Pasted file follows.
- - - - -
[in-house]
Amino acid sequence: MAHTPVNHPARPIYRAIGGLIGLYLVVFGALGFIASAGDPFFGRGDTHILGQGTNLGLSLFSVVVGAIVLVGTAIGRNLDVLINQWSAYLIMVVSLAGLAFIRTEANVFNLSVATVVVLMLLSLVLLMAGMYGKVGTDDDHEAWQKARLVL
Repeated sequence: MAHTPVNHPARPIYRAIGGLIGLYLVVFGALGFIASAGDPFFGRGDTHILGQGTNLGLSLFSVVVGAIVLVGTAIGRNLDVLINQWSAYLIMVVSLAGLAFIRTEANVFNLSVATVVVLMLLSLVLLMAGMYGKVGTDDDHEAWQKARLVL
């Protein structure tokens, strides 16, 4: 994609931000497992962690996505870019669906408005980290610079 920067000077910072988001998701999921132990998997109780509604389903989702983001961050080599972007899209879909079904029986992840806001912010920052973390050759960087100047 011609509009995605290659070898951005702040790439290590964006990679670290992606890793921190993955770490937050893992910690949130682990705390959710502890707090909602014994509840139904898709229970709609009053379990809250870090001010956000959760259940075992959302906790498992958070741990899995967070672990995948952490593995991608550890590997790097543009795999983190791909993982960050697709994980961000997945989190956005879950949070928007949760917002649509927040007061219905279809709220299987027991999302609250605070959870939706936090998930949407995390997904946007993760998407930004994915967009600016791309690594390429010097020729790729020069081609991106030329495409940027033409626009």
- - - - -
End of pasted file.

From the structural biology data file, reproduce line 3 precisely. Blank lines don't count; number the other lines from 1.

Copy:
Repeated sequence: MAHTPVNHPARPIYRAIGGLIGLYLVVFGALGFIASAGDPFFGRGDTHILGQGTNLGLSLFSVVVGAIVLVGTAIGRNLDVLINQWSAYLIMVVSLAGLAFIRTEANVFNLSVATVVVLMLLSLVLLMAGMYGKVGTDDDHEAWQKARLVL